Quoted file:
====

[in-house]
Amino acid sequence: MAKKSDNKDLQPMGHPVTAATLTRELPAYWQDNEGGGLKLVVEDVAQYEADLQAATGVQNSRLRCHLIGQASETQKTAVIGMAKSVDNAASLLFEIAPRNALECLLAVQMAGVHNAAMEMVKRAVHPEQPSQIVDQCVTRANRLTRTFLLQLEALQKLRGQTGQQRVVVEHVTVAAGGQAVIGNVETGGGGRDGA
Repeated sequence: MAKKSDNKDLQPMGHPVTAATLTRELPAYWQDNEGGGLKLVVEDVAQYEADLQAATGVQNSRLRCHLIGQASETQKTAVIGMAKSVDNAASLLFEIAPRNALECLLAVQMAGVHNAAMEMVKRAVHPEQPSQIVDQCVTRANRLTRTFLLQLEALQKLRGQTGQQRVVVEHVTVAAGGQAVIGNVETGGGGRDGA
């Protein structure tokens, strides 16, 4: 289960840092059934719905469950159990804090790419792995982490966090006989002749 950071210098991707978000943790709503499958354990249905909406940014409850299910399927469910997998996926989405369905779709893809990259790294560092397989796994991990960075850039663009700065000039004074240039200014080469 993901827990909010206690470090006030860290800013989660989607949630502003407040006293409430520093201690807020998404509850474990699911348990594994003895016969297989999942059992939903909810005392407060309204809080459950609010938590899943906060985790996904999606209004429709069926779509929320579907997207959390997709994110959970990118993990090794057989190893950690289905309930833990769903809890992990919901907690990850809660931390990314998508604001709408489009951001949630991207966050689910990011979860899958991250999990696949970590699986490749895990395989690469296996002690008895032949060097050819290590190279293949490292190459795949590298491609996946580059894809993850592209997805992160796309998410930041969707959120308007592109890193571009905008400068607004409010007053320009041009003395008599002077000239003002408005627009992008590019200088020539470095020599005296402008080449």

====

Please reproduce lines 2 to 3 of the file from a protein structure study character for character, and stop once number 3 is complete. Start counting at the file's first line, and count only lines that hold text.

Amino acid sequence: MAKKSDNKDLQPMGHPVTAATLTRELPAYWQDNEGGGLKLVVEDVAQYEADLQAATGVQNSRLRCHLIGQASETQKTAVIGMAKSVDNAASLLFEIAPRNALECLLAVQMAGVHNAAMEMVKRAVHPEQPSQIVDQCVTRANRLTRTFLLQLEALQKLRGQTGQQRVVVEHVTVAAGGQAVIGNVETGGGGRDGA
Repeated sequence: MAKKSDNKDLQPMGHPVTAATLTRELPAYWQDNEGGGLKLVVEDVAQYEADLQAATGVQNSRLRCHLIGQASETQKTAVIGMAKSVDNAASLLFEIAPRNALECLLAVQMAGVHNAAMEMVKRAVHPEQPSQIVDQCVTRANRLTRTFLLQLEALQKLRGQTGQQRVVVEHVTVAAGGQAVIGNVETGGGGRDGA